Friday, July 21, 2017
Airport parking revenue takes hit from Uber, Lyft passengers
Airport officials worry the digital technology may affect revenue from taxis and rental cars as well.
By Jenni Bergal
The Portland (OR) Press Herald
An Uber pickup point at LaGuardia Airport in New York.
Ride-hailing companies such as Uber and Lyft already have struck a financial blow to their competitors in the taxi industry. Now many officials fear they may take a big bite out of airport parking revenue.
Rather than driving and leaving their cars at garages, a growing number of passengers are tapping their smartphone apps and turning to ride-hailing to get to and from the airport.
At some airports, proceeds from parking, which officials rely on to help keep the system up and running, are already taking a hit.
And airport officials worry the popular digital technology may have an impact not just on parking, but on revenue from taxis and rental cars as well.
Because many airports have only had formal agreements with the ride-hailing services, also called transportation network companies, for a year or two – or even less in some places – officials haven’t had enough time to figure out exactly how their bottom line is affected, they say.
“Airport managers are just now coming to understand how this trend will impact them, and they are concerned,” said Carter Morris, an executive vice president for the American Association of Airport Executives, which represents airport managers. “It’s disruptive technology, and airports need to adapt and do it quickly.”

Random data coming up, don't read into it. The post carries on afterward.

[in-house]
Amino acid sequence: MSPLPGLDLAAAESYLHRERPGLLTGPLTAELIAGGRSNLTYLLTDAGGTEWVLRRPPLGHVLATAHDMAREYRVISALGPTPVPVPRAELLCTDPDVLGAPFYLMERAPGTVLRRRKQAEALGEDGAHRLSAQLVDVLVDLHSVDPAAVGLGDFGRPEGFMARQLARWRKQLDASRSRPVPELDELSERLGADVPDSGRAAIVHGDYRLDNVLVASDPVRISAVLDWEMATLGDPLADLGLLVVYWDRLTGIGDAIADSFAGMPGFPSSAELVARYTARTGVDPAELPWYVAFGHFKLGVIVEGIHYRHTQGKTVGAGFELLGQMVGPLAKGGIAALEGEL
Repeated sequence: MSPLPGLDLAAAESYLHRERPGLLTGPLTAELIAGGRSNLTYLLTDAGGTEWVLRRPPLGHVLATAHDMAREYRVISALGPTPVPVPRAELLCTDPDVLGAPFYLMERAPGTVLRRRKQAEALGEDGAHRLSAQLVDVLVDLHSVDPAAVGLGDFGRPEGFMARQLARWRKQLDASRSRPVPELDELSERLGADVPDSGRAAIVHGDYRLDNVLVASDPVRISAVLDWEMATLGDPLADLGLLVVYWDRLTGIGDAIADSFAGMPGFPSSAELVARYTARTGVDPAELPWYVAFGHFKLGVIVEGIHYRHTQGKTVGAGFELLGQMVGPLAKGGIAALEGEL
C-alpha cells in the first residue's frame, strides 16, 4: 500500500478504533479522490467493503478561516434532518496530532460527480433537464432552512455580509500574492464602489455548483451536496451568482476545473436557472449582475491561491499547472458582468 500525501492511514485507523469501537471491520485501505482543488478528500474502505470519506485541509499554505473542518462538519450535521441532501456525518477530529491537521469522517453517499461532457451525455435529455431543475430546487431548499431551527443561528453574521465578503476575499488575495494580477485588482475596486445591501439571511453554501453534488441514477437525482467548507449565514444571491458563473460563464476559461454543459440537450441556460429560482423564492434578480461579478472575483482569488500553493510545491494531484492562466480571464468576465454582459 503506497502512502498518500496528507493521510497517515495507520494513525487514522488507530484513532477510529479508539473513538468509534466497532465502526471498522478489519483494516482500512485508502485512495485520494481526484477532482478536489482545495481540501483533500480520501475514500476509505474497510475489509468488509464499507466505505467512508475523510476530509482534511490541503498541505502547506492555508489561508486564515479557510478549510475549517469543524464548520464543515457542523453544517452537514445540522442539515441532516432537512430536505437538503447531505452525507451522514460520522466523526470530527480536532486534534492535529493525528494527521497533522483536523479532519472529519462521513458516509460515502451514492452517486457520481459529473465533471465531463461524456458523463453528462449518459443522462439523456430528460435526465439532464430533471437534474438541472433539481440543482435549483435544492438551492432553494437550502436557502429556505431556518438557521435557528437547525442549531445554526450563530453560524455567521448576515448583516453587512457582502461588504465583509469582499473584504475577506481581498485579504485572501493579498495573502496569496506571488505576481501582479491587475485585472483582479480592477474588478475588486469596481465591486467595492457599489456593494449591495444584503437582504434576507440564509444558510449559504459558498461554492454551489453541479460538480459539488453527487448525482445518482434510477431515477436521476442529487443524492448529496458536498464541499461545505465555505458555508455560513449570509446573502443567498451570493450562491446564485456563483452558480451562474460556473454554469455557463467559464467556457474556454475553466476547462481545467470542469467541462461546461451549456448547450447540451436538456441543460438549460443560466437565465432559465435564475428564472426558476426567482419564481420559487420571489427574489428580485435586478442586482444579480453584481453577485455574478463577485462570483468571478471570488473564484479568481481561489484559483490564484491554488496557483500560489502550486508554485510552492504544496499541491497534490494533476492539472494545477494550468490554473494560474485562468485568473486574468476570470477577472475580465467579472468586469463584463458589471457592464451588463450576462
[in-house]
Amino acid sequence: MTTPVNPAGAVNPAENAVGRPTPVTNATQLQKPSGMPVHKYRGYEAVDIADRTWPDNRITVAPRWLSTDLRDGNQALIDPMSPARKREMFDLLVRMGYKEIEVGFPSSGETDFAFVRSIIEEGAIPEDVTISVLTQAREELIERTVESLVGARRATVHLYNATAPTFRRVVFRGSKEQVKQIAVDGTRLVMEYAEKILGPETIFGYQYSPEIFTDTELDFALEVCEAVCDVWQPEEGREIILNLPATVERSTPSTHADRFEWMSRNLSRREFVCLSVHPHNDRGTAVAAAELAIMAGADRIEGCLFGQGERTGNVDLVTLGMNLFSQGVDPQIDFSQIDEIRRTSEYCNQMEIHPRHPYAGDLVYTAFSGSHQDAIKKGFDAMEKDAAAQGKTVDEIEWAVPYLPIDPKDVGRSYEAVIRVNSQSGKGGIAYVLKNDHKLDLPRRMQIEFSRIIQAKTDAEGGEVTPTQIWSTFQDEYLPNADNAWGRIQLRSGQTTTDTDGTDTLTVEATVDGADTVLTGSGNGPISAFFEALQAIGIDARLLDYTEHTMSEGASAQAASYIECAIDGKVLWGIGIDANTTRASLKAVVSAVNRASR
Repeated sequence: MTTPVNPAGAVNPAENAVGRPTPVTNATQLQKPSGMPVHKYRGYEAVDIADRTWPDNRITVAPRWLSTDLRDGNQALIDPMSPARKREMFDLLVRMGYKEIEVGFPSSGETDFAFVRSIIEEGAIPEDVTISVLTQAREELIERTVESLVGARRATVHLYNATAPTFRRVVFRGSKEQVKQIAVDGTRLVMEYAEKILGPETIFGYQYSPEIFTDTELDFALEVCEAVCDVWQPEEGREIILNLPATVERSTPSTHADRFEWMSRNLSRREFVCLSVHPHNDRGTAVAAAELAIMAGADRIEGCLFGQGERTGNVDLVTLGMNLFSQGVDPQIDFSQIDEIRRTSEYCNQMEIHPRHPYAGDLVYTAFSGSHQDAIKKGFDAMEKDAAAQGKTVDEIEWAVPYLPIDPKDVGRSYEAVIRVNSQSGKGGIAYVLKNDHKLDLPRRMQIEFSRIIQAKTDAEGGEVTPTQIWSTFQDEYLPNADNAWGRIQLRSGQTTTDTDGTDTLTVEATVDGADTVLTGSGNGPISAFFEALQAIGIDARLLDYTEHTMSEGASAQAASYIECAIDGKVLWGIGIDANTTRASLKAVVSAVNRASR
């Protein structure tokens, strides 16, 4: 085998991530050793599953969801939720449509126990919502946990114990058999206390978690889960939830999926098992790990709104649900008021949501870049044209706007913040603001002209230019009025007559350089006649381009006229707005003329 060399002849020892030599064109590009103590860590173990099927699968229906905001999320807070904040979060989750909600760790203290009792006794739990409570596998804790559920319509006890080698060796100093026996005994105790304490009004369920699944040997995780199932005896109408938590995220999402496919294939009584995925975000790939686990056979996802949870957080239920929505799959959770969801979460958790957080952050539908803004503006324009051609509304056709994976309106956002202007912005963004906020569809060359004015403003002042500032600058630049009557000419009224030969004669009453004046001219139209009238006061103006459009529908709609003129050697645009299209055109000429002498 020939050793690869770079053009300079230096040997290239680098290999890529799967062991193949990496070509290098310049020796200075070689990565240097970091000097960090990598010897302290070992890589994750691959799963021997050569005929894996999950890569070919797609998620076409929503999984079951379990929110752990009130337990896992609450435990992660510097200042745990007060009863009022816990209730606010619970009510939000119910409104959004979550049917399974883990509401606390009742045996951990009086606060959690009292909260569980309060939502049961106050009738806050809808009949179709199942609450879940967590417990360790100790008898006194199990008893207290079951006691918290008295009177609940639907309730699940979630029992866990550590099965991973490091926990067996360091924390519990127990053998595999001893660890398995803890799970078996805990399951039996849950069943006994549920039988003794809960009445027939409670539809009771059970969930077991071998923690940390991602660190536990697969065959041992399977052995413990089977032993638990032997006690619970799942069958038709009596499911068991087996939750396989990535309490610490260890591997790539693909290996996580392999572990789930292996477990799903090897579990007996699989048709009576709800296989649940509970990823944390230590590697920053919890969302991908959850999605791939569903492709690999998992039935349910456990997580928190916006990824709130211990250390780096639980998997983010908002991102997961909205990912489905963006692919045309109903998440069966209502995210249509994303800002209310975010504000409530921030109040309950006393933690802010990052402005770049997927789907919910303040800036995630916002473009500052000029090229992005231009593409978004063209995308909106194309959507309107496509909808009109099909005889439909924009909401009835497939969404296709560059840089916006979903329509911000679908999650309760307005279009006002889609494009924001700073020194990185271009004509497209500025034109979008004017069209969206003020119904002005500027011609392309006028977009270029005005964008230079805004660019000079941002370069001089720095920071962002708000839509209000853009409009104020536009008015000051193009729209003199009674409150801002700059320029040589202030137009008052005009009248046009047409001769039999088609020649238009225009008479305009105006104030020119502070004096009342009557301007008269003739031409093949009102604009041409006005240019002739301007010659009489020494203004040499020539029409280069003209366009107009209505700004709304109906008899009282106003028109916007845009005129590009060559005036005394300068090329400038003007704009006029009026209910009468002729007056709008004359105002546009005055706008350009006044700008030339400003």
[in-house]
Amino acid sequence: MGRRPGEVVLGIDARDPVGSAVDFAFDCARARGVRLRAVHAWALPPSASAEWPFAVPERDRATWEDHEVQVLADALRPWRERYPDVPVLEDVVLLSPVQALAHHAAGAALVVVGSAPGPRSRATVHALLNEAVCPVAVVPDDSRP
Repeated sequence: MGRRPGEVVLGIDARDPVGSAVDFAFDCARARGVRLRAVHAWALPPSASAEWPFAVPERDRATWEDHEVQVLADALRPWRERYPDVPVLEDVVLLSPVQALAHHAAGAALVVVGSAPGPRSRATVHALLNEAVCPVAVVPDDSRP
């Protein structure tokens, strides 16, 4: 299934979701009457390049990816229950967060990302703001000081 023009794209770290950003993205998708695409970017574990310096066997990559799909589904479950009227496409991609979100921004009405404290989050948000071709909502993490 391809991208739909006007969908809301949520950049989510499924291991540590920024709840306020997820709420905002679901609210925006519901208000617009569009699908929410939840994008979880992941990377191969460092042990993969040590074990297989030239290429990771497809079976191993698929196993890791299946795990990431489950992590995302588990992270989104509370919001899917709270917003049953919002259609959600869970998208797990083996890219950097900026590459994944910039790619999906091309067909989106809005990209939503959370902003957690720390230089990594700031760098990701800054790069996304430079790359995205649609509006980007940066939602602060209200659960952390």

Ride-hailing has skyrocketed since 2014, when a handful of U.S. airports first permitted it. Today, Lyft has agreements with nearly 240 airports and Uber has agreements with more than 100, including large ones such as Chicago’s O’Hare International and Atlanta’s Hartsfield-Jackson International, and small ones, such as Punta Gorda, in Florida, and Laramie Regional, in Wyoming.
Many airports are charging transportation network companies, or TNCs, a fee to pick up passengers, to compensate for potential revenue loss and ensure that the companies don’t gain an unfair advantage. Some also charge for drop-offs, and some charge an annual permit fee or a one-time operating fee.
Trip fees, which get tacked on to the rider’s bill, vary from airport to airport: from $5 in Chicago and $4 in Los Angeles to $2 at Dallas-Fort Worth.
Federal regulations prohibit airports from making a profit. But they are expected to raise enough money to cover their costs. And to do that, they collect revenue from a number of sources.
Airlines pay landing and arrival fees; rental car companies pay to operate at the airport, and taxis, limos and other ground transportation services often do the same.
Fees from parking and ground transportation are important to an airport’s balance sheet. Last year, the $3.5 billion in fees represented 41 percent of the $8.5 billion in U.S. airport revenue not related to airlines, according to the FAA.
Parking fees typically represent between one-fifth and one-quarter of that revenue category, Morris said. His group’s facilities committee plans to examine the impact TNCs have on airport budgets.
“Parking usually is a pretty significant part of an airport’s revenue,” said Marshall Stevens, deputy executive director of the Harrisburg International Airport and chair of the committee. “A loss of that revenue either has to be made up or offset with a decrease in expenses.”